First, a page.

Appropriations Moving Forward

Appropriations Moving Forward


Congress passed, and the President signed H.R. 4366, the Consolidated Appropriations Act, 2024, which provides funding for the following six bills: Agriculture, Rural Development, Food and Drug Administration, and Related Agencies; Commerce, Justice, Science, and Related Agencies; Energy and Water Development; Interior, Environment, and Related Agencies; Military Construction, Veterans Affairs, and Related Agencies; Transportation, House and Urban Development, and Related Agencies.


Provisions of interest include:


  • $3.5 million appropriation for the administration and enforcement of the Horse Protection Act. AHC requested a funding level of $4 million. The Horse Protection Act is a federal law that prohibits sored horses from participating in shows, exhibitions, sales, or auctions. It also prohibits the transportation of sored horses to or from any of these events.
  • Continued de-funding of horse slaughter.
  • The Veterinary Medicine Loan Repayment Program was allocated $10 million.
  • $15 million was allocated to fund the implementation of a controversial program to provide electronic tagging of cattle in the U.S.


Next up is the 2024 package of appropriations for Defense, Financial Services-General Government, Homeland Security, Labor-HHS-Education, Legislative Branch, and State-Foreign Operations. This tranche has a deadline of Friday, March 22.


Speculation continues around the fate of the Farm Bill. There is a push to take it up after the remaining 2024 appropriation bills clear, but negotiations over nutrition and climate programs remain contentious.


The Biden Administration has released its Fiscal Year 2025 budget requests, which we will review in an upcoming newsletter.

Labor Shortage

Labor Shortage


“The bottom line is that we need a migrant worker program that respects and enforces our immigration laws while providing these industries with the workforce they need.”


That headline sums up the mission of the Agricultural Labor Working Group (ALWG) formed by the House Agriculture Committee, which just released its final report.


The ALWG identified the factors contributing to a shortage of domestic workers and the impact this shortage is having on farms and ranches. The study focused on the H-2A visa program for non-immigrant agricultural workers.


Key findings and recommendations are based on extensive stakeholder input gathered during roundtable sessions and additional consultations. The report breaks down the policy recommendations into three categories: those that earned unanimous consent, those with majority support, and recommendations that were excluded.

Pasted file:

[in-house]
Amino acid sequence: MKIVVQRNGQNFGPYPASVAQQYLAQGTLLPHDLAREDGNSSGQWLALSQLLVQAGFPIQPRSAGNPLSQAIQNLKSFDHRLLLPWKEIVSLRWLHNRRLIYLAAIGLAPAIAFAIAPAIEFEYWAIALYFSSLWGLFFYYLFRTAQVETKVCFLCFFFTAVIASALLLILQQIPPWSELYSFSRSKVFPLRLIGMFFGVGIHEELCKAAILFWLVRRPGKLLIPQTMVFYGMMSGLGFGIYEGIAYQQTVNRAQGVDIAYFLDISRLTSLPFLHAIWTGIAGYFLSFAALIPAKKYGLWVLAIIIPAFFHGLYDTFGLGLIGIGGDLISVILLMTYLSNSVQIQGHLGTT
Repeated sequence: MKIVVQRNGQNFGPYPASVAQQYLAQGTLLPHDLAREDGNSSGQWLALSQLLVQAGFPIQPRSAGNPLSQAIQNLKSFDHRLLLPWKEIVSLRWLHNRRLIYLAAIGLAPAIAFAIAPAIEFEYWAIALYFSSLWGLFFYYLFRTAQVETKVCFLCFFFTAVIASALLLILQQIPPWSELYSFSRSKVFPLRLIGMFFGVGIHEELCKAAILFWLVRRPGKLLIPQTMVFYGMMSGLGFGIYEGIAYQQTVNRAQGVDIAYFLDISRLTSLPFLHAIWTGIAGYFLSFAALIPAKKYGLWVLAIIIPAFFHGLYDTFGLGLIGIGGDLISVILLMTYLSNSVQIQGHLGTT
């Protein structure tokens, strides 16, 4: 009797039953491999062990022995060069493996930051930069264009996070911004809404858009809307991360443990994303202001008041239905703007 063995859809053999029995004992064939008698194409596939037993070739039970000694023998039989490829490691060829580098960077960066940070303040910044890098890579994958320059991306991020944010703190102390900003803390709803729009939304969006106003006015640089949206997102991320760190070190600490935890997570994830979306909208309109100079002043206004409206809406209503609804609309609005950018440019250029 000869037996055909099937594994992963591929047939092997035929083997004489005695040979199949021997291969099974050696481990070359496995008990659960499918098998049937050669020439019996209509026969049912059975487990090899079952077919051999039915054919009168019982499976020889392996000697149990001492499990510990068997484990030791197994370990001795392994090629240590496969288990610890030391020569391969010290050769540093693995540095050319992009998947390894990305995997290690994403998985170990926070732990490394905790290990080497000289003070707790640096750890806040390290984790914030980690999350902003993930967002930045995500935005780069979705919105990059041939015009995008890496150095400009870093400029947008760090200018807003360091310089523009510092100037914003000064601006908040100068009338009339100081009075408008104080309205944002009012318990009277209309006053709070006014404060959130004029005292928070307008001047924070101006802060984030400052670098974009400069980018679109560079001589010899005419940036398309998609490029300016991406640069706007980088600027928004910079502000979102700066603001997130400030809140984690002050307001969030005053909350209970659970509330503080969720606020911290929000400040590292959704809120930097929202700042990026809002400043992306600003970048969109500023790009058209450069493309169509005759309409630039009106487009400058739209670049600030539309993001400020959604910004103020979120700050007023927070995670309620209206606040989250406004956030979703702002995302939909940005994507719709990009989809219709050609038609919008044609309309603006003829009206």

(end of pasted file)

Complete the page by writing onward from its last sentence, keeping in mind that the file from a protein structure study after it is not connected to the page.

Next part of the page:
Some of the recommendations were adopted with unanimous support include:


  • Simplifying and streamlining the application process.
  • Granting year-round industries access to the H-2A program
  • Federal Heat Standard for H2-A workers
  • Wage reform


The ALWG hopes this report will guide public policy development and result in effective, targeted bipartisan legislation.


The report is a quick read. Let us know what you think at


“Gig” worker, farmhand, independent contractor, or employee?

“Gig” worker, farmhand, independent contractor, or employee?


Employers need to sort that out as of March 11, 2024, to be in compliance with a Department of Labor (DOL) rule requiring employers to engage in a six-factor test for determining whether a worker is an employee or an independent contractor under the Fair Labor Standards Act (FLSA). The new regulation expands the reach of federal labor laws requiring employers to extend benefits and protections to workers, who, according to a complicated six-point checklist, may have to be reclassified from independent contractors to employees. For employers, this means significant increases in payroll costs to cover overtime pay, minimum wage, unemployment insurance, and Social Security benefits.


For the workers, it means a loss of flexibility, portability, and training opportunities. Independent contractors are a big part of the horse industry. Some of the jobs that would be most affected by this new rule change include farriers, trainers, jockeys, braiders, veterinarians, and other stable services. This rule change could force some of the smaller barns to alter the way that they do business.


Read more about how the rule may impact the equine industry in an Op/ed by Julie Broadway, President of the American Horse Council.


The DOL issued guidance that will help in applying these factors and making determinations on whether a worker can lawfully be classified as an independent contractor.


Employers, Members of Congress, and a business coalition are all pushing back on the regulation arguing against it on several fronts including that it is an overreach of authority, overly burdensome, and unconstitutional.